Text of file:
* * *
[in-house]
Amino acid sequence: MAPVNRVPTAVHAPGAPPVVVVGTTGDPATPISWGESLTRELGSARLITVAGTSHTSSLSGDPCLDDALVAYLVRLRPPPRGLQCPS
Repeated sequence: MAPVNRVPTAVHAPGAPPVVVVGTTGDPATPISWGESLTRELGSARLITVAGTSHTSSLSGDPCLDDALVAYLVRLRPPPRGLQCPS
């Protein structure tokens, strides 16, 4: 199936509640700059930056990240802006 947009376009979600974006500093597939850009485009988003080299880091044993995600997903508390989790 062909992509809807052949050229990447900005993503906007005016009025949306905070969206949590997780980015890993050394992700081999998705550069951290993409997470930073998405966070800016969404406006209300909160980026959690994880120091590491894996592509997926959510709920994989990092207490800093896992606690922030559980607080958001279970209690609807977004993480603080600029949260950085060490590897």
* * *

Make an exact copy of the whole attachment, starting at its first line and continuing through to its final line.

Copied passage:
[in-house]
Amino acid sequence: MAPVNRVPTAVHAPGAPPVVVVGTTGDPATPISWGESLTRELGSARLITVAGTSHTSSLSGDPCLDDALVAYLVRLRPPPRGLQCPS
Repeated sequence: MAPVNRVPTAVHAPGAPPVVVVGTTGDPATPISWGESLTRELGSARLITVAGTSHTSSLSGDPCLDDALVAYLVRLRPPPRGLQCPS
């Protein structure tokens, strides 16, 4: 199936509640700059930056990240802006 947009376009979600974006500093597939850009485009988003080299880091044993995600997903508390989790 062909992509809807052949050229990447900005993503906007005016009025949306905070969206949590997780980015890993050394992700081999998705550069951290993409997470930073998405966070800016969404406006209300909160980026959690994880120091590491894996592509997926959510709920994989990092207490800093896992606690922030559980607080958001279970209690609807977004993480603080600029949260950085060490590897």